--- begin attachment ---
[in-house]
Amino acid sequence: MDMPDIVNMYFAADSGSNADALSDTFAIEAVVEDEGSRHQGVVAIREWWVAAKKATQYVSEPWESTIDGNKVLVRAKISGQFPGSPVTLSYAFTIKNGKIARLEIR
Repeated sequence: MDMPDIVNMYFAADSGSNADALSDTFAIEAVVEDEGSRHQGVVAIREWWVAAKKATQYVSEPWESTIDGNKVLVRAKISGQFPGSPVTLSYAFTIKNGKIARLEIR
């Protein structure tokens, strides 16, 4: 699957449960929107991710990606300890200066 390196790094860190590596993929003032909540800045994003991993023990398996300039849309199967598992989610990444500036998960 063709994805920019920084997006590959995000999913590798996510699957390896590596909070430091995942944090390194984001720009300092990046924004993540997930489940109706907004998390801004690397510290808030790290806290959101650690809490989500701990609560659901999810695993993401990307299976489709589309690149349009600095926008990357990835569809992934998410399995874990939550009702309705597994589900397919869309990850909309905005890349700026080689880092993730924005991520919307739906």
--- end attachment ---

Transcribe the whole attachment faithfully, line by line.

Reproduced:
[in-house]
Amino acid sequence: MDMPDIVNMYFAADSGSNADALSDTFAIEAVVEDEGSRHQGVVAIREWWVAAKKATQYVSEPWESTIDGNKVLVRAKISGQFPGSPVTLSYAFTIKNGKIARLEIR
Repeated sequence: MDMPDIVNMYFAADSGSNADALSDTFAIEAVVEDEGSRHQGVVAIREWWVAAKKATQYVSEPWESTIDGNKVLVRAKISGQFPGSPVTLSYAFTIKNGKIARLEIR
């Protein structure tokens, strides 16, 4: 699957449960929107991710990606300890200066 390196790094860190590596993929003032909540800045994003991993023990398996300039849309199967598992989610990444500036998960 063709994805920019920084997006590959995000999913590798996510699957390896590596909070430091995942944090390194984001720009300092990046924004993540997930489940109706907004998390801004690397510290808030790290806290959101650690809490989500701990609560659901999810695993993401990307299976489709589309690149349009600095926008990357990835569809992934998410399995874990939550009702309705597994589900397919869309990850909309905005890349700026080689880092993730924005991520919307739906």